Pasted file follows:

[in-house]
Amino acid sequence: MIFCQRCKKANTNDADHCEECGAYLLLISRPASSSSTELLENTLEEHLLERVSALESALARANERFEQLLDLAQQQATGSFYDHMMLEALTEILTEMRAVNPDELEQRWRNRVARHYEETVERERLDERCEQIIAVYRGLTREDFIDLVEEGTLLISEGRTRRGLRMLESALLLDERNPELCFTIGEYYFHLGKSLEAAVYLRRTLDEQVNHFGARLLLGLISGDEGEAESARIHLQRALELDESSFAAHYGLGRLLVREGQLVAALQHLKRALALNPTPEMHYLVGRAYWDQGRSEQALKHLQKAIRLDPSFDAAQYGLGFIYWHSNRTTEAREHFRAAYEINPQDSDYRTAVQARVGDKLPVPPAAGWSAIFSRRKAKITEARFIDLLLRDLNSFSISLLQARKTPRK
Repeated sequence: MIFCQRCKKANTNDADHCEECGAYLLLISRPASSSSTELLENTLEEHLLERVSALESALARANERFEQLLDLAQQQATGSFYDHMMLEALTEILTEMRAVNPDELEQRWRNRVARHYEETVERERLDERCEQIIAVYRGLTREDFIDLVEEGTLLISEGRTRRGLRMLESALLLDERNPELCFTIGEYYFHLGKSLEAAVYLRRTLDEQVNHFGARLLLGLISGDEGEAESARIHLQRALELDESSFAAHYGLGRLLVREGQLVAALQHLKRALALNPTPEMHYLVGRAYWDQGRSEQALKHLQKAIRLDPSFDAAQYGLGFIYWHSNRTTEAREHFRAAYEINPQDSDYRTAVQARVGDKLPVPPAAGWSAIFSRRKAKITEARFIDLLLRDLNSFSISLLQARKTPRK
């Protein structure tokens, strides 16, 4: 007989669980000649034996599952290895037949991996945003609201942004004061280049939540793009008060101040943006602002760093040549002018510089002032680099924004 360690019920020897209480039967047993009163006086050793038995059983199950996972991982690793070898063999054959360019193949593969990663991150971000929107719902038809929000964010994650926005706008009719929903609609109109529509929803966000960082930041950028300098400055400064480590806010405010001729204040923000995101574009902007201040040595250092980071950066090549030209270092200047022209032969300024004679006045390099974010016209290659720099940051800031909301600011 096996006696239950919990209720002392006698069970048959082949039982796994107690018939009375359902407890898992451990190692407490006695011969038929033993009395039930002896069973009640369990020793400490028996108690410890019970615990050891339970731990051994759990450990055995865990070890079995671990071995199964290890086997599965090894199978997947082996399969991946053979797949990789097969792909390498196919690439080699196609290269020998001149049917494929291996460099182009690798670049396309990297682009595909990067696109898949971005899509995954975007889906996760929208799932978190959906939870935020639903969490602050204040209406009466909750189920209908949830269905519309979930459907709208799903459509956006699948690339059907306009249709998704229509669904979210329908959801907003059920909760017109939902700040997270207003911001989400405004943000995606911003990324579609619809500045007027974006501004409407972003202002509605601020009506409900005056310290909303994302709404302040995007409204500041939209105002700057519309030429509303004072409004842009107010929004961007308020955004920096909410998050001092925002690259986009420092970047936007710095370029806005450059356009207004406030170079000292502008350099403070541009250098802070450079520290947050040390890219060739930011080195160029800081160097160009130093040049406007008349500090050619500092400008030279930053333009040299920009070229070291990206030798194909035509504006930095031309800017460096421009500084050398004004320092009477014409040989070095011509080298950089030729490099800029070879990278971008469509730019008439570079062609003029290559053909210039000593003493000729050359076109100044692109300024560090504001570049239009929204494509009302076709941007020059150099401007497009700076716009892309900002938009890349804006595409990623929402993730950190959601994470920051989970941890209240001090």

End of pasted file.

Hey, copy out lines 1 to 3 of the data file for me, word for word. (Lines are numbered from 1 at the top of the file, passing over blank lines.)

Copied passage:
[in-house]
Amino acid sequence: MIFCQRCKKANTNDADHCEECGAYLLLISRPASSSSTELLENTLEEHLLERVSALESALARANERFEQLLDLAQQQATGSFYDHMMLEALTEILTEMRAVNPDELEQRWRNRVARHYEETVERERLDERCEQIIAVYRGLTREDFIDLVEEGTLLISEGRTRRGLRMLESALLLDERNPELCFTIGEYYFHLGKSLEAAVYLRRTLDEQVNHFGARLLLGLISGDEGEAESARIHLQRALELDESSFAAHYGLGRLLVREGQLVAALQHLKRALALNPTPEMHYLVGRAYWDQGRSEQALKHLQKAIRLDPSFDAAQYGLGFIYWHSNRTTEAREHFRAAYEINPQDSDYRTAVQARVGDKLPVPPAAGWSAIFSRRKAKITEARFIDLLLRDLNSFSISLLQARKTPRK
Repeated sequence: MIFCQRCKKANTNDADHCEECGAYLLLISRPASSSSTELLENTLEEHLLERVSALESALARANERFEQLLDLAQQQATGSFYDHMMLEALTEILTEMRAVNPDELEQRWRNRVARHYEETVERERLDERCEQIIAVYRGLTREDFIDLVEEGTLLISEGRTRRGLRMLESALLLDERNPELCFTIGEYYFHLGKSLEAAVYLRRTLDEQVNHFGARLLLGLISGDEGEAESARIHLQRALELDESSFAAHYGLGRLLVREGQLVAALQHLKRALALNPTPEMHYLVGRAYWDQGRSEQALKHLQKAIRLDPSFDAAQYGLGFIYWHSNRTTEAREHFRAAYEINPQDSDYRTAVQARVGDKLPVPPAAGWSAIFSRRKAKITEARFIDLLLRDLNSFSISLLQARKTPRK